Village Voice, let alone when I first saw it. But growing up in New York it was ubiquitous. I remember buying copies when I could find them upstate from the mid-70s through the 80s, and for a time when I lived in New Paltz, I had a subscription that, I remember, promised--and made good on--delivery by Saturday after new issues came out on Tuesday.
Here's what I remember best about it. There was a sense that, by cracking open the pages, you were plugging into a source, if not of Truth, then of Questing. I learned about new things, new outrages, new music, new movies, new books, new ideas that I couldn't locate anywhere else. It's the reason why if I'm in any new town I look for the local cultural weekly. And while I couldn't always take part in them--rarely did films like The Little Theif make it upstate--sometimes I could. I took the trip down to The City (and reading the Voice you always thought of it as The City) to see that Truffaut, and somehow Stranger Than Paradise made it up there. When it did I knew I was seeing a movie by a new talent with absolutely new ideas about filmmaking and what constituted a story. By age 24 I'd seen enough explosions and guns going off. I was ready for nuance.
I read all the greats in the Voice: Mailer, Christgau, Sarris, Hentoff, Bastone, Feiffer, Stamaty, Mack, Willis, Goldstein, Johnson, Plachy (okay, I looked at her stuff, but I drank it in like it was written), Barry, Rall, Barrett, Hoberman, Brown, Indiana. Listen how those names trip off my tongue! I knew I was part of a special constituency. I read Ellen Frankfort's histrionic The Voice and Kevin McAuliffe's Great American Newspaper (which was already sounding the Voice's death knell in 78). I stuck with it through the Murdoch years and when it was funded by the sales of flea collars. I stuck with it through the disgraceful firings of Eddy, Christgau, Goldstein, Hentoff, Feingold and Musto. I even stuck with it through the painful constrictions online as it became a watered-down spacewaster where, at best, one could mine it for little nuggets of tough observation.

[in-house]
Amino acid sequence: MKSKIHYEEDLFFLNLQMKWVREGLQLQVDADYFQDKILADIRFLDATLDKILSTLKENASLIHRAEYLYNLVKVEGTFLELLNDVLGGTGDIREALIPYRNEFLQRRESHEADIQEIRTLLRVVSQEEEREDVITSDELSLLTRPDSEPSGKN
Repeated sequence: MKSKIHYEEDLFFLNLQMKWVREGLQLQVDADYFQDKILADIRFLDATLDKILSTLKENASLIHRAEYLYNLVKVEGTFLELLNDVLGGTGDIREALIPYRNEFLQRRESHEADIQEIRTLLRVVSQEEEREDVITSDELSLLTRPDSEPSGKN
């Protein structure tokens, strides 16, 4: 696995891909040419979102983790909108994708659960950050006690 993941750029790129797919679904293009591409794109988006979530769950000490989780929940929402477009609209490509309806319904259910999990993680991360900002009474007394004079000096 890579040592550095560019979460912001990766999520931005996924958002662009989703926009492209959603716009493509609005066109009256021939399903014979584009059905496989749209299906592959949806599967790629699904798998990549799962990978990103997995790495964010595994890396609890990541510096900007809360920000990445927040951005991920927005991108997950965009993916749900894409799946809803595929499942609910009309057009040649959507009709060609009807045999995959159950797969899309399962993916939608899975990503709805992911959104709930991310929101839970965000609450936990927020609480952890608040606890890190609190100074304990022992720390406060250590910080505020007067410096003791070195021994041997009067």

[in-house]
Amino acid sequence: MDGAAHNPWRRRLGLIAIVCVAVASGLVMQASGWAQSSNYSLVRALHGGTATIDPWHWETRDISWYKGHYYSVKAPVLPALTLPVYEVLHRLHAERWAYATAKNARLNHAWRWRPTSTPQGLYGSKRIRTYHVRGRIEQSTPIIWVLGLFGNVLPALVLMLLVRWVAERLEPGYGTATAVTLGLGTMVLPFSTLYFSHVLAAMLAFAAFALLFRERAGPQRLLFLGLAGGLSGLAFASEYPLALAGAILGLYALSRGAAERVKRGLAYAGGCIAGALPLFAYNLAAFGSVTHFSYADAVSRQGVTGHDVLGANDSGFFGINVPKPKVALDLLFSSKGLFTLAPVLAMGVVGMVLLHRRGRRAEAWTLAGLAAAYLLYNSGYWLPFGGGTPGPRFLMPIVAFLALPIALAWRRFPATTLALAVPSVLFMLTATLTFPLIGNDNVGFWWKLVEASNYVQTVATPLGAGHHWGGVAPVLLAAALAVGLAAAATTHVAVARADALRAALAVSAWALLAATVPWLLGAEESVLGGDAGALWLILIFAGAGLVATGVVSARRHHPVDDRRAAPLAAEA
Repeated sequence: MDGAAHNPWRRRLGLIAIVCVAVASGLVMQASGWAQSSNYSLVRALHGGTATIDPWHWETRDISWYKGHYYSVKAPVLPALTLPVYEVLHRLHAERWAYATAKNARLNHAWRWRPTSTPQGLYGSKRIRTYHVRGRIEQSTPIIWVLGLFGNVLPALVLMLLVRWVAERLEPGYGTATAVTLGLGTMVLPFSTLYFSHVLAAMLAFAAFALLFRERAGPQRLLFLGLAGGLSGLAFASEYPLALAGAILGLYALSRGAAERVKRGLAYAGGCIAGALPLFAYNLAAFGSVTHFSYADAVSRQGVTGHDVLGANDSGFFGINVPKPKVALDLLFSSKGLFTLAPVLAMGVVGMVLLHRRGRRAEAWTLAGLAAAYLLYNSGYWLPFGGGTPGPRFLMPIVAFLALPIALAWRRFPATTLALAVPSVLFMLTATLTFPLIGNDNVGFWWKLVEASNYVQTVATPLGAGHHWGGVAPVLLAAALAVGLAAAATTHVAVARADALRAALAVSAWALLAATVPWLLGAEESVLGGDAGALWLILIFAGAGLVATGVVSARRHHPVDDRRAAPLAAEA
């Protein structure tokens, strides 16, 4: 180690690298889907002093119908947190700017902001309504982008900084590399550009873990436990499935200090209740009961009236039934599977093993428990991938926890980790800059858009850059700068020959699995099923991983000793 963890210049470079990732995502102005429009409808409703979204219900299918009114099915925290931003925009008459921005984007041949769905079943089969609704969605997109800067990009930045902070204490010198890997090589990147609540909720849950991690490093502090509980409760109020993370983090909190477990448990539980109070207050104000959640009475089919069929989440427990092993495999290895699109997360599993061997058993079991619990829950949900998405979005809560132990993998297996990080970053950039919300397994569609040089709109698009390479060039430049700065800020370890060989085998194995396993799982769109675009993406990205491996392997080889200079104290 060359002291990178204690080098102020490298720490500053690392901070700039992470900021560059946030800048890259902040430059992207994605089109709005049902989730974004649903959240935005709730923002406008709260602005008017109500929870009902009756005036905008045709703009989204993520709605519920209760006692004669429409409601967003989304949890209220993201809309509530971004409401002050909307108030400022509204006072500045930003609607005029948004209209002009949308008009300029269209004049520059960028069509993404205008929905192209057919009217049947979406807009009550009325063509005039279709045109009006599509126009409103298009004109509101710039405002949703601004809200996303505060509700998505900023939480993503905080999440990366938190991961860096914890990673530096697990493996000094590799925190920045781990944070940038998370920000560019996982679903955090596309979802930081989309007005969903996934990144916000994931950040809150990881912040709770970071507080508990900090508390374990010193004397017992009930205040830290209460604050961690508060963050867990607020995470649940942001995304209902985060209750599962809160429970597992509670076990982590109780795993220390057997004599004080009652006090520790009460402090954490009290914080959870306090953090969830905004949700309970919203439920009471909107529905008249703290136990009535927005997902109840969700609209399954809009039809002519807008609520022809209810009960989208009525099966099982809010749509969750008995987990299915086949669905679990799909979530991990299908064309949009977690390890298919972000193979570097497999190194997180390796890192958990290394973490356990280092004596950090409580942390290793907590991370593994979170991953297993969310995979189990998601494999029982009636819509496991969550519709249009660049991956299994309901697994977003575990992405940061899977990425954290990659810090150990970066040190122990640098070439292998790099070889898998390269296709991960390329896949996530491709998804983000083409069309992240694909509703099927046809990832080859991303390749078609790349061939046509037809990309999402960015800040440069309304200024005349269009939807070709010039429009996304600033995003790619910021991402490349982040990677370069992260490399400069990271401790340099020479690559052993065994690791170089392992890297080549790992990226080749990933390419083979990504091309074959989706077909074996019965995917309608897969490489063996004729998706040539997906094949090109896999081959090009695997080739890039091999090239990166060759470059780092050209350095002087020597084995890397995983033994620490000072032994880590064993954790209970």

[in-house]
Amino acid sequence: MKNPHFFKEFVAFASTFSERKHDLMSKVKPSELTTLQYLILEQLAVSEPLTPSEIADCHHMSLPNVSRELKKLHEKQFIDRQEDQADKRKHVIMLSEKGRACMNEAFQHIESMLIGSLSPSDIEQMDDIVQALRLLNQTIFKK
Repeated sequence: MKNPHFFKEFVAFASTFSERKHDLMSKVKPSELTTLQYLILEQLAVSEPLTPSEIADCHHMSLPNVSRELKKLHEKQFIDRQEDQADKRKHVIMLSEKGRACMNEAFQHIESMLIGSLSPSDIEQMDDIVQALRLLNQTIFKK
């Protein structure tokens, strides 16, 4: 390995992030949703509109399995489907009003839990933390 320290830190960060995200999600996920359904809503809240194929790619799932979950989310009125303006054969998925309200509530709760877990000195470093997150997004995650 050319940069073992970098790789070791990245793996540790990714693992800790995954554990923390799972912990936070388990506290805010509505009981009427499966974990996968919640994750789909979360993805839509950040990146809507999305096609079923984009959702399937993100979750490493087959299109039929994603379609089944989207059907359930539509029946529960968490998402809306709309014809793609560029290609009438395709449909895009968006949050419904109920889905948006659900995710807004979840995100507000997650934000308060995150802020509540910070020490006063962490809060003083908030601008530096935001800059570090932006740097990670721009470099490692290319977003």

But no more. The final sole reason I've continued to read it online, Roy Edroso's weekly Exploring the Right Wing Blogosphere, has departed, vanished, disincorporated. It is a late column. Runnin' Scared, the blog where Edroso's column appeared, is still there, and one can read archived columns. But it's not the same. I'll continue to occasionally skim Runnin' Scared, because I like seeing what the miscreants back in The City are doing. But as a regular weekly destination, as a place where I will wait up til 10 on a Sunday night because 11 east is when he updated, it will no longer exist for me. Village Voice, I shake the dust of you from my shoes.